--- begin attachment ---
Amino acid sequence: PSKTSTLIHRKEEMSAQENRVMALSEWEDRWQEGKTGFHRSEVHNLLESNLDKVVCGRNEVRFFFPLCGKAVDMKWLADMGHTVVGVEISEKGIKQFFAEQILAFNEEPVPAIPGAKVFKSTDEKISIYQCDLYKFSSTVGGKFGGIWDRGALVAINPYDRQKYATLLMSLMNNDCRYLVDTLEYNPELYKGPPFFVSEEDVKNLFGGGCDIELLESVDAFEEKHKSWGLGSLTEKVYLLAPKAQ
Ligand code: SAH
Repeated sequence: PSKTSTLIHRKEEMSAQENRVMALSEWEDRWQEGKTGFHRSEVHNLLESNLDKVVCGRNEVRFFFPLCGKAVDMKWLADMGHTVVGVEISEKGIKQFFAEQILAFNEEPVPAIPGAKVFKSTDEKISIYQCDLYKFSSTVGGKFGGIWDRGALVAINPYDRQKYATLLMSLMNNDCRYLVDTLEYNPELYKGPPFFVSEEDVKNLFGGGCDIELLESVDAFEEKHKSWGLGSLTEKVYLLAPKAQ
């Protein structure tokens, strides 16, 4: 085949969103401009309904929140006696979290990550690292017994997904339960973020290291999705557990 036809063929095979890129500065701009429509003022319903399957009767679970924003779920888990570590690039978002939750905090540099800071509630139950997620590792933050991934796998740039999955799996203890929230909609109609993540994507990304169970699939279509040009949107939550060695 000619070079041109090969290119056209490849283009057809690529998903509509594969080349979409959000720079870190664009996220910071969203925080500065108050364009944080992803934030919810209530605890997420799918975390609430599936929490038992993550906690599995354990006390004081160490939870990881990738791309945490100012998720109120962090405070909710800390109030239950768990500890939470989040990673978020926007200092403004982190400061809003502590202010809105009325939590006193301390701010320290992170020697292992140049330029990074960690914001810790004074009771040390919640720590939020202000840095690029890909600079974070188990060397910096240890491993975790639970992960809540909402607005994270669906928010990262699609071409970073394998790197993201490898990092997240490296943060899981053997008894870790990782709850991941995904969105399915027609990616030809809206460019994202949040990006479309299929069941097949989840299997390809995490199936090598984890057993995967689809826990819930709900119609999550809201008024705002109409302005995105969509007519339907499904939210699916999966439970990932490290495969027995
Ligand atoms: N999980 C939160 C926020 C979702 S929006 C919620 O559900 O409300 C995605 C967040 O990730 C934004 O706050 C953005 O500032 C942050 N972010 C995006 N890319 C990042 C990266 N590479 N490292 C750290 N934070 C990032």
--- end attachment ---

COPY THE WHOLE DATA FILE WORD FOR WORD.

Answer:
Amino acid sequence: PSKTSTLIHRKEEMSAQENRVMALSEWEDRWQEGKTGFHRSEVHNLLESNLDKVVCGRNEVRFFFPLCGKAVDMKWLADMGHTVVGVEISEKGIKQFFAEQILAFNEEPVPAIPGAKVFKSTDEKISIYQCDLYKFSSTVGGKFGGIWDRGALVAINPYDRQKYATLLMSLMNNDCRYLVDTLEYNPELYKGPPFFVSEEDVKNLFGGGCDIELLESVDAFEEKHKSWGLGSLTEKVYLLAPKAQ
Ligand code: SAH
Repeated sequence: PSKTSTLIHRKEEMSAQENRVMALSEWEDRWQEGKTGFHRSEVHNLLESNLDKVVCGRNEVRFFFPLCGKAVDMKWLADMGHTVVGVEISEKGIKQFFAEQILAFNEEPVPAIPGAKVFKSTDEKISIYQCDLYKFSSTVGGKFGGIWDRGALVAINPYDRQKYATLLMSLMNNDCRYLVDTLEYNPELYKGPPFFVSEEDVKNLFGGGCDIELLESVDAFEEKHKSWGLGSLTEKVYLLAPKAQ
């Protein structure tokens, strides 16, 4: 085949969103401009309904929140006696979290990550690292017994997904339960973020290291999705557990 036809063929095979890129500065701009429509003022319903399957009767679970924003779920888990570590690039978002939750905090540099800071509630139950997620590792933050991934796998740039999955799996203890929230909609109609993540994507990304169970699939279509040009949107939550060695 000619070079041109090969290119056209490849283009057809690529998903509509594969080349979409959000720079870190664009996220910071969203925080500065108050364009944080992803934030919810209530605890997420799918975390609430599936929490038992993550906690599995354990006390004081160490939870990881990738791309945490100012998720109120962090405070909710800390109030239950768990500890939470989040990673978020926007200092403004982190400061809003502590202010809105009325939590006193301390701010320290992170020697292992140049330029990074960690914001810790004074009771040390919640720590939020202000840095690029890909600079974070188990060397910096240890491993975790639970992960809540909402607005994270669906928010990262699609071409970073394998790197993201490898990092997240490296943060899981053997008894870790990782709850991941995904969105399915027609990616030809809206460019994202949040990006479309299929069941097949989840299997390809995490199936090598984890057993995967689809826990819930709900119609999550809201008024705002109409302005995105969509007519339907499904939210699916999966439970990932490290495969027995
Ligand atoms: N999980 C939160 C926020 C979702 S929006 C919620 O559900 O409300 C995605 C967040 O990730 C934004 O706050 C953005 O500032 C942050 N972010 C995006 N890319 C990042 C990266 N590479 N490292 C750290 N934070 C990032």